Last modified on 18 June 2009, at 21:59

Econometric Theory/Least Squares

Definition of least squaresEdit

The comparison method called Least squares is based on the fact that differences can be positive or negative, but that the square of a real negative number is always positive. Therefore, if there are several differences, the sum of all the squares of these differences is an indication of how close items are, and the best "fit" is the one with the least sum of the squares of the differences, with this method of comparison being called Least squares.

Least Squares EstimationEdit

For example an experiment resulted in values 2,5,4 at times 0, 1, 2. Let x be the time, and y be the actual results obtained. First we will compare the y with the values, at the times x, of a straight line; call these values y1 given by y1=2+x, being 2,3 and 4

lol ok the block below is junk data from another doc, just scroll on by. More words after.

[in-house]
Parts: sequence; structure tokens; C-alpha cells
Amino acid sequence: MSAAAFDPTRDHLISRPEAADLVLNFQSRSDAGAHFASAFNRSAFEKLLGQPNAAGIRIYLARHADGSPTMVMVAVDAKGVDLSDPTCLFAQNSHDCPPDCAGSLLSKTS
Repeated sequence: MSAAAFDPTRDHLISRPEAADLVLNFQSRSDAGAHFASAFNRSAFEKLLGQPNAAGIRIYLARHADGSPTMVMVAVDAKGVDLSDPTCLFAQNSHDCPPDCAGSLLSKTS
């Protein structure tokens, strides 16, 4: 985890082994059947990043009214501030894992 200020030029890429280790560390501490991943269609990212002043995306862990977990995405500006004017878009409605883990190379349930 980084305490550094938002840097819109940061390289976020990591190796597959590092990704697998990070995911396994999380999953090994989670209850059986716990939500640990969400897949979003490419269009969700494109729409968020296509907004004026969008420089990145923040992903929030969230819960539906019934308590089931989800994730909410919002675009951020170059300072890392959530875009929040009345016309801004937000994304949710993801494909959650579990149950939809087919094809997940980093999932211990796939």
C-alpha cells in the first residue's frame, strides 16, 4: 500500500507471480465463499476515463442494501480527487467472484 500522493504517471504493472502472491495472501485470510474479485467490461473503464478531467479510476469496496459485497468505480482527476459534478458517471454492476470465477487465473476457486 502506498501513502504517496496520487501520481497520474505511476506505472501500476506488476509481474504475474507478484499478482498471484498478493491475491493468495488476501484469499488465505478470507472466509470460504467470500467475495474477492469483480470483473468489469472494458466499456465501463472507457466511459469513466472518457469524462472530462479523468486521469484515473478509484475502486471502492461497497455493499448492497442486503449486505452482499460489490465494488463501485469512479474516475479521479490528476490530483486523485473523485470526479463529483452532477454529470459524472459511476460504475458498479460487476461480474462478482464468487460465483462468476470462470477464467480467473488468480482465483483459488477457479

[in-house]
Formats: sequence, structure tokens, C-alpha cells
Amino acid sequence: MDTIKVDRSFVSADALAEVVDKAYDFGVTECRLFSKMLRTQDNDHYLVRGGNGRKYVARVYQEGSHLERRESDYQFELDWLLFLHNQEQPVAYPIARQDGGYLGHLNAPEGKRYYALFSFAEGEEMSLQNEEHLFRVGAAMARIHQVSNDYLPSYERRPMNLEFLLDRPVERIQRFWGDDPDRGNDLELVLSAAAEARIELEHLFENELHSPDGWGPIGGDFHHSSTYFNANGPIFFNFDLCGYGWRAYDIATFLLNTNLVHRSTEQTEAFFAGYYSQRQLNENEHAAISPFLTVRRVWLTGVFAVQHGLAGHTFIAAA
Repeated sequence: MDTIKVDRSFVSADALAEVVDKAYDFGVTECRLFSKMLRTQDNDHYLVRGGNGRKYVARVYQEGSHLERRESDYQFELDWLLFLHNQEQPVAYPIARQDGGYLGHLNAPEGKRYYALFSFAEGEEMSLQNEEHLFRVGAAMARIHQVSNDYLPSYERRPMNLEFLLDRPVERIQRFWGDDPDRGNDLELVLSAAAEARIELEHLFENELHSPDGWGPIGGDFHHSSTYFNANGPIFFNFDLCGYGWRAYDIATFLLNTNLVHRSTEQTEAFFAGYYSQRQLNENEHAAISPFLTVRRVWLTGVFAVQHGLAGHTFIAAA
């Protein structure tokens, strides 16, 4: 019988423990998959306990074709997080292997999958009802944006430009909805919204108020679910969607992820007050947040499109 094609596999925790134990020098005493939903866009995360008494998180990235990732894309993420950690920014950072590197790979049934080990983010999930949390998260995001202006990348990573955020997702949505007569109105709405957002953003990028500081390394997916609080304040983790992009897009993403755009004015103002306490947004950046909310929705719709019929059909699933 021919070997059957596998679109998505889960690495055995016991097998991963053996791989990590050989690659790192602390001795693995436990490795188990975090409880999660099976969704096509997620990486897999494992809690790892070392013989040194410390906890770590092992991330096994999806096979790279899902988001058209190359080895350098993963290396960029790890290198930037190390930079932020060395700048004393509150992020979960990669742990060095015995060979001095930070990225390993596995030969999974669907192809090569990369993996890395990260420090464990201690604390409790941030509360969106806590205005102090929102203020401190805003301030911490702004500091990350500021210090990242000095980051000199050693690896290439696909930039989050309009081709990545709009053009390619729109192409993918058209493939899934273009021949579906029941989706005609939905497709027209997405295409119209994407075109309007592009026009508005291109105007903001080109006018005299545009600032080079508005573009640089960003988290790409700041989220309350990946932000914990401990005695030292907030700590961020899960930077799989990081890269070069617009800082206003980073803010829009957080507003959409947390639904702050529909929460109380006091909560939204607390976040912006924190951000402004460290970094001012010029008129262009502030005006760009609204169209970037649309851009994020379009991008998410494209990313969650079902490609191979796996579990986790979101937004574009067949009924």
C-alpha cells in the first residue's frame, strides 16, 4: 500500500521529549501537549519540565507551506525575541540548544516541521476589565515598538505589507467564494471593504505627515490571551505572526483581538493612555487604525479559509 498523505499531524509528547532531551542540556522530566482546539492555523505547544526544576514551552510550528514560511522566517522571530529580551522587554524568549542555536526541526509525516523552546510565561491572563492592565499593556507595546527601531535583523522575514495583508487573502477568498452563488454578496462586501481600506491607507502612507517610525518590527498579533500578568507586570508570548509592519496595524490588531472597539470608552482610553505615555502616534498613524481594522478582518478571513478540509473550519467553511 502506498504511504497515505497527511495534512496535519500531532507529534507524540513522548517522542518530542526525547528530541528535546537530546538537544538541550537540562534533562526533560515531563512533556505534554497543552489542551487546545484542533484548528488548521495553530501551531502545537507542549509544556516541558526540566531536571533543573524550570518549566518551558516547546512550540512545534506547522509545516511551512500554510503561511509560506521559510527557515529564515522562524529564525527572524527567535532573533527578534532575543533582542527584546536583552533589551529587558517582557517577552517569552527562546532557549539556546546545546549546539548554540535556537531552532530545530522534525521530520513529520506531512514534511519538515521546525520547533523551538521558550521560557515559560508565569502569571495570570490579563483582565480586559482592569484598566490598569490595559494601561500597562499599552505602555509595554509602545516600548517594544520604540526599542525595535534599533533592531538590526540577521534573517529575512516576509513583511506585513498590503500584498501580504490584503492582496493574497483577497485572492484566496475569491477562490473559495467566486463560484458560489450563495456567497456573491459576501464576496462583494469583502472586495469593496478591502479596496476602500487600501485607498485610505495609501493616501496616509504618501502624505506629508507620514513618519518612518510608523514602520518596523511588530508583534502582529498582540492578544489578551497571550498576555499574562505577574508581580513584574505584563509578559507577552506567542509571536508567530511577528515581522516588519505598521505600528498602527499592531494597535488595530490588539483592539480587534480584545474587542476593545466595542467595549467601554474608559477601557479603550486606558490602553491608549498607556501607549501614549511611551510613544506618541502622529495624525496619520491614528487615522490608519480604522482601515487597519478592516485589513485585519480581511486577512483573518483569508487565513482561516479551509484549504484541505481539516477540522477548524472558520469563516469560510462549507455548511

x   y | y1   y2   y3
  0   2 |  2   2.7   2
  1   5 |  3   3.7   5
  2   4 |  4   4.7   4

At time x=0 the difference d=y-y1=0, its square d2=0, and the sum of the d2 so far is 0 At time x=1 the difference d=y-y1=2, its square d2=4, and the sum of the d2 so far is 4 At time x=2 the difference d=y-y1=0, its square is 0, and the sum of all the d2 is 4.

Trying another straight line, y2=2.7+x gives differences 2-2.7=-0.7, squared 0.49; next is 5-3.7=1.3, squared 1.69, and 4-4.7=-0.7, squared 0.49. The total of the squares is 0.49+1.69+0.49=2.67, being less than 4 it is the least squares so far.

Now let us try a quadratic equation, y3=2+5x-2x(squared), with its values shown above. The sum of the squares of the differences here is 0, being the least of the squares, and therefore the best fit.

Ordinary Least SquaresEdit

Generalized Least SquaresEdit

Non-Linear Least SquaresEdit